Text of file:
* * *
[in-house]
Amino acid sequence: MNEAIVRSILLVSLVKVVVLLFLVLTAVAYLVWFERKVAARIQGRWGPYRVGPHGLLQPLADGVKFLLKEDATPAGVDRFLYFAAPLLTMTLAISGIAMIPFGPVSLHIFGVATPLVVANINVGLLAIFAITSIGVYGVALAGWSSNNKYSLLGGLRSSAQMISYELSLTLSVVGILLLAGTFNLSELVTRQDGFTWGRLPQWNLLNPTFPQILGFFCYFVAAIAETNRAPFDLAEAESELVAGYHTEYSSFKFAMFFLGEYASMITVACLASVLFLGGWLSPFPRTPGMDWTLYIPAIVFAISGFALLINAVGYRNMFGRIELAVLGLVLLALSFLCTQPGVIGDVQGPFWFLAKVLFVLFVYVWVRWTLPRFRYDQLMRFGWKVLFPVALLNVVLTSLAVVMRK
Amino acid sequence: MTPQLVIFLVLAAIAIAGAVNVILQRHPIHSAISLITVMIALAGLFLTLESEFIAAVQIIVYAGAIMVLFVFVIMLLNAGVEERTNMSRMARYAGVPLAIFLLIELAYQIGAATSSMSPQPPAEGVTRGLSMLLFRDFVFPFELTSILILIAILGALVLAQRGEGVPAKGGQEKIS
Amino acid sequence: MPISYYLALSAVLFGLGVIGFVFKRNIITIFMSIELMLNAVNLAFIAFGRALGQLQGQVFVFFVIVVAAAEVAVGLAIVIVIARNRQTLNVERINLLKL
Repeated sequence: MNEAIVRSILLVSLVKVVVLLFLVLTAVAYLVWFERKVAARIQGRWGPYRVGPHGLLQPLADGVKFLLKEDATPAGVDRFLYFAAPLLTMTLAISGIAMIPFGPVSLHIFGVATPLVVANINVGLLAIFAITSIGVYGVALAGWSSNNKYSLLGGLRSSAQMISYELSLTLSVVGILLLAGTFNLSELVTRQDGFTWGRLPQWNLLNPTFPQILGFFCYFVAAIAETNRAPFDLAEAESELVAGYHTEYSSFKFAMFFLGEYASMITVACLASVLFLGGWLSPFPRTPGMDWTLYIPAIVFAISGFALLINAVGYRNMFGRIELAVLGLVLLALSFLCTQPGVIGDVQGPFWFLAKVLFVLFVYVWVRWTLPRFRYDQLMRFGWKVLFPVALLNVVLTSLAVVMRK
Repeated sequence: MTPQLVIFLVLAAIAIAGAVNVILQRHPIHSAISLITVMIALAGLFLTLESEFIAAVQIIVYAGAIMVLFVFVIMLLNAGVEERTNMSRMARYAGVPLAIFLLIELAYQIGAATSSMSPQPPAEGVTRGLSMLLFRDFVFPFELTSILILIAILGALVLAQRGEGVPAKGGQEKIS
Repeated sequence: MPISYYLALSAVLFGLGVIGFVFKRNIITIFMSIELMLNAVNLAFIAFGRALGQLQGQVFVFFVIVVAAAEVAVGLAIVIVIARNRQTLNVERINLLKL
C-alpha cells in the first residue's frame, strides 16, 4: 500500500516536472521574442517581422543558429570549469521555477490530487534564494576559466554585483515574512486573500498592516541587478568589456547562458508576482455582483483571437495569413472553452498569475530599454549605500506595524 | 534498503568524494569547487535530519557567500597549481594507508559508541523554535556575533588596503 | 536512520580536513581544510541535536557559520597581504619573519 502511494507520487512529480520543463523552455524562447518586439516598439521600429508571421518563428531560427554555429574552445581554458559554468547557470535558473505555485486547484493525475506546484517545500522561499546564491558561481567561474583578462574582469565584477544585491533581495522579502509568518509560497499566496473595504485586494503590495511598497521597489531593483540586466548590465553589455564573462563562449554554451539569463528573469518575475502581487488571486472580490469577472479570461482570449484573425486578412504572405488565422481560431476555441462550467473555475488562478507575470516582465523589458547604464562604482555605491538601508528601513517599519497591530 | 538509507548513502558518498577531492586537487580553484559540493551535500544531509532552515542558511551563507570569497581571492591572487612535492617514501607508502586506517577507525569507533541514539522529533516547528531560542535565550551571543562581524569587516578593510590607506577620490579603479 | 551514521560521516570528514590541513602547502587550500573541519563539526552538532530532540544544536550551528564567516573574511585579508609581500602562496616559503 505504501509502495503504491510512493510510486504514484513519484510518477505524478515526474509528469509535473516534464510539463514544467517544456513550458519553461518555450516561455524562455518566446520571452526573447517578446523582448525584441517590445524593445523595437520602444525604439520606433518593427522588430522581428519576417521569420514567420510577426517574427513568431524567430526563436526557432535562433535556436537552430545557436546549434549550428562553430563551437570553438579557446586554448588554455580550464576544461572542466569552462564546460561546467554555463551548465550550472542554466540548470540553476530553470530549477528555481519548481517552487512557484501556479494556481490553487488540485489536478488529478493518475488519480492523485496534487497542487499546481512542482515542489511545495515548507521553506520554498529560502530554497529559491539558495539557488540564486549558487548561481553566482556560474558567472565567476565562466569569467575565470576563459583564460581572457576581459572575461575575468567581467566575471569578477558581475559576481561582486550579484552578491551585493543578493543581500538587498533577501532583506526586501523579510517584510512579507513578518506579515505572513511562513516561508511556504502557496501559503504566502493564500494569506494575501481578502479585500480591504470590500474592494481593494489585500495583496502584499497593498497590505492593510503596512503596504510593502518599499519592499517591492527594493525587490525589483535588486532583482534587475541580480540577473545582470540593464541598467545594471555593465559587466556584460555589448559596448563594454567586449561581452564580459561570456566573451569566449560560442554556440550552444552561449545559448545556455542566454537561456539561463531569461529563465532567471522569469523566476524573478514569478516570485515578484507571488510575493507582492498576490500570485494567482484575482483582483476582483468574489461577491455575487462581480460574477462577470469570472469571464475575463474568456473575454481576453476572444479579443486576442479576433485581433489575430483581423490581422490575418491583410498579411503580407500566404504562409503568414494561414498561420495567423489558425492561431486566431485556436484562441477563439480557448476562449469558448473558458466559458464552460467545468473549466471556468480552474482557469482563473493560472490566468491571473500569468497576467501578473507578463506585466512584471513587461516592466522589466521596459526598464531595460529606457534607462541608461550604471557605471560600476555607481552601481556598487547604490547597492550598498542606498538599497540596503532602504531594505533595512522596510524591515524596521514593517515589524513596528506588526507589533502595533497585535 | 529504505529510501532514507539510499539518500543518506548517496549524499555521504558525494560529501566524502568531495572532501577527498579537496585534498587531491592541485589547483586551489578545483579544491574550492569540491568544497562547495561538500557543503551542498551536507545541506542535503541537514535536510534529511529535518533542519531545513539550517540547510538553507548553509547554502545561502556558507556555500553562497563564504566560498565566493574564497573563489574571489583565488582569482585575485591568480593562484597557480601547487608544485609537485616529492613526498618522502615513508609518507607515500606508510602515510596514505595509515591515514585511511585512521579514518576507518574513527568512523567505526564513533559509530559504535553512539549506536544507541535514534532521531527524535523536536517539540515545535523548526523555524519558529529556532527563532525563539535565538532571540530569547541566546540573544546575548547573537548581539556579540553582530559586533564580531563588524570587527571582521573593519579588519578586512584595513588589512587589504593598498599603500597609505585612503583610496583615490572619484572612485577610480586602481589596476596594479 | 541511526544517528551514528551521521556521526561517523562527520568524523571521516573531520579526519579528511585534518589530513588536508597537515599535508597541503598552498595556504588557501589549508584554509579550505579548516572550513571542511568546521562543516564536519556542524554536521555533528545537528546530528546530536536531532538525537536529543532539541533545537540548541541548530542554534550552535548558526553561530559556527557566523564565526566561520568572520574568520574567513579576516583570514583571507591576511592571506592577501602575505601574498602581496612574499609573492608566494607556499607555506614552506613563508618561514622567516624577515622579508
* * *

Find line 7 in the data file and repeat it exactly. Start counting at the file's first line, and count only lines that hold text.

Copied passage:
Repeated sequence: MPISYYLALSAVLFGLGVIGFVFKRNIITIFMSIELMLNAVNLAFIAFGRALGQLQGQVFVFFVIVVAAAEVAVGLAIVIVIARNRQTLNVERINLLKL